Zodwa Ntuli. Picture: FINANCIAL MAIL
Zodwa Ntuli. Picture: FINANCIAL MAIL
Image:

State-owned entities (SOEs) and government departments that do not implement the Broad-Based Black Economic Empowerment (B-BBEE) Act could be prosecuted and risk being named and shamed, warn two senior officials in the Department of Trade and Industry.

This was crucial for the success of the black industrialist programme, led by the trade and industry department.

"We are monitoring this closely and SOEs could be criminally prosecuted if they do not comply," said B-BBEE commissioner Zodwa Ntuli.

Of the 195 compliance reports received by the B-BBEE Commission, only eight are from state entities and government departments, and there are none from Sector Education and Training Authorities.

"We will release names at the end of the financial year of who has complied," Ntuli said.

Department of Trade and Industry director-general Lionel October said: "We’re trying to name and shame them.

"There was never a reporting system before and now we have established it under the commissioner, we can call them out," he said.

The department had been working to integrate the black industrialist programme and SOEs, he said. Many parastatals had been complying.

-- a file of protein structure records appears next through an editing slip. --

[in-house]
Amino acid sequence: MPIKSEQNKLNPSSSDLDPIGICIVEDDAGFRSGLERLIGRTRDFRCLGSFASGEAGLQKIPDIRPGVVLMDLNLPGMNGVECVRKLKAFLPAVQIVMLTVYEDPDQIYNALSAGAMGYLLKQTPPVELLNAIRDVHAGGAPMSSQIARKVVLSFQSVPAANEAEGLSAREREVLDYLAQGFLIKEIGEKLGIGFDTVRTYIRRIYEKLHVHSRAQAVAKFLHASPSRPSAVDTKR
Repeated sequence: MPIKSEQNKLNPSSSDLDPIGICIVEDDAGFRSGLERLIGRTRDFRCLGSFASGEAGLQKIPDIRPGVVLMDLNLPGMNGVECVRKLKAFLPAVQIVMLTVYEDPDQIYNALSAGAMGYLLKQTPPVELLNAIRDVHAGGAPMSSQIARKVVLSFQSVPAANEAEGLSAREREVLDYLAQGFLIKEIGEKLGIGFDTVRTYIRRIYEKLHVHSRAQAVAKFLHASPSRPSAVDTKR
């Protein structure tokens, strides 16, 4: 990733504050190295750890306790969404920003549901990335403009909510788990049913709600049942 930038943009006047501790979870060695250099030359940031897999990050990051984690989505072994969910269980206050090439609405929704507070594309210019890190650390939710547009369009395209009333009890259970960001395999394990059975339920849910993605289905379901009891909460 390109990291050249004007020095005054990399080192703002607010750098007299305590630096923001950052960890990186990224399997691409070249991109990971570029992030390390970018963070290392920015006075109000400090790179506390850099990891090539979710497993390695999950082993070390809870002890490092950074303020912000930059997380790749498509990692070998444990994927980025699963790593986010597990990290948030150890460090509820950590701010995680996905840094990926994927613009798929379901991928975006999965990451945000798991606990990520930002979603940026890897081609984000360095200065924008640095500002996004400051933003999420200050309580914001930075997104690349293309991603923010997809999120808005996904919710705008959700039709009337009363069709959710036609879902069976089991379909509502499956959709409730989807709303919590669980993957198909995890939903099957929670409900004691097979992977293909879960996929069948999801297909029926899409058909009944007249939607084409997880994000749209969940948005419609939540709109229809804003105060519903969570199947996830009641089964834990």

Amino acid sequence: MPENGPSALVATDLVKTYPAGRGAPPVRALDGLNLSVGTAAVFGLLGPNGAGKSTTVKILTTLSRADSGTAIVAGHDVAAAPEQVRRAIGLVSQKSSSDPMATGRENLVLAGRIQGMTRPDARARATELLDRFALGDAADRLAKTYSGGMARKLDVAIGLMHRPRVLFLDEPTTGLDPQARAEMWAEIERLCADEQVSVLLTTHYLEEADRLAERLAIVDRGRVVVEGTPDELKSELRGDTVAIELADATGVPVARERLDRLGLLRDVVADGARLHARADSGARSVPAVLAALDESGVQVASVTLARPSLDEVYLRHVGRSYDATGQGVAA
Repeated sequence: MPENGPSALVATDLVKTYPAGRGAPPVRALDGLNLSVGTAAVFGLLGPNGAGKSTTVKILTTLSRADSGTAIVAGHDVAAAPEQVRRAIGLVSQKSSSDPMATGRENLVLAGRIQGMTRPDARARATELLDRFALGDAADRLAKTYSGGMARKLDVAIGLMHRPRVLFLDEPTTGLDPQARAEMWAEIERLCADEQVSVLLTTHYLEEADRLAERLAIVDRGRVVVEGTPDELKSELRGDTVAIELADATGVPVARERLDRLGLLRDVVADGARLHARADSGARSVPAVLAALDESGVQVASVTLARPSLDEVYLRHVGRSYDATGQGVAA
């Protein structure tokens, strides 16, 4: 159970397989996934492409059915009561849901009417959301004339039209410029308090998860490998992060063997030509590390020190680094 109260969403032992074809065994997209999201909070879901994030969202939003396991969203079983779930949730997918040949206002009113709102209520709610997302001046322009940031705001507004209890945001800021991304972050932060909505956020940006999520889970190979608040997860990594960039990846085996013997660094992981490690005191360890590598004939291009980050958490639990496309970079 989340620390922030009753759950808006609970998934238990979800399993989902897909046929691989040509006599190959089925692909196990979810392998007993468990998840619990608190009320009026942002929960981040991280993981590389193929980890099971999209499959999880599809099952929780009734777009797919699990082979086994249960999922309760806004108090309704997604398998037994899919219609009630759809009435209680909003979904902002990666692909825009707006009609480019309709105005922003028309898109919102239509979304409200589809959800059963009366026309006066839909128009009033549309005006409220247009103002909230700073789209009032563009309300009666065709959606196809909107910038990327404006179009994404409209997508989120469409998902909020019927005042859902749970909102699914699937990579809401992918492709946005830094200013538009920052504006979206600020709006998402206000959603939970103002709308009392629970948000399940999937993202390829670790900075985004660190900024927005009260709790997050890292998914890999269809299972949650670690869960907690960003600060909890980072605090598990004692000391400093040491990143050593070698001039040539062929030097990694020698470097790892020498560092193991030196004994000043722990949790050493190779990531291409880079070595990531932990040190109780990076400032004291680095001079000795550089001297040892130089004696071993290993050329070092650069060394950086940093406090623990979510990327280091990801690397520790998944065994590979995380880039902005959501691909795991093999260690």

Trade and Industry Minister Rob Davies called on SOEs to play a more robust role in implementing the B-BBEE Act last week.

Section 10 of the act requires all government and state entities to integrate B-BBEE requirements in awarding contracts, licences, grants, incentives and concessions to entities that are compliant. The government amended section 10 to ensure it was obligatory.

The amendment included a requirement under section 13G of the act to make it obligatory for all organs of state and public entities to report their B-BBEE compliance in audited financial statements and annual reports.

"A public entity is not exempt from implementing the act. Everyone in the public space must implement the B-BBEE legislation", he said at the annual B-BBEE Commission conference late last week.

The earlier version of the act had stated that all organs of state had to implement the act as far as possible. But the new amendments make it mandatory for all organs of state to implement the new legislation.

menons@businesslive.co.za

 

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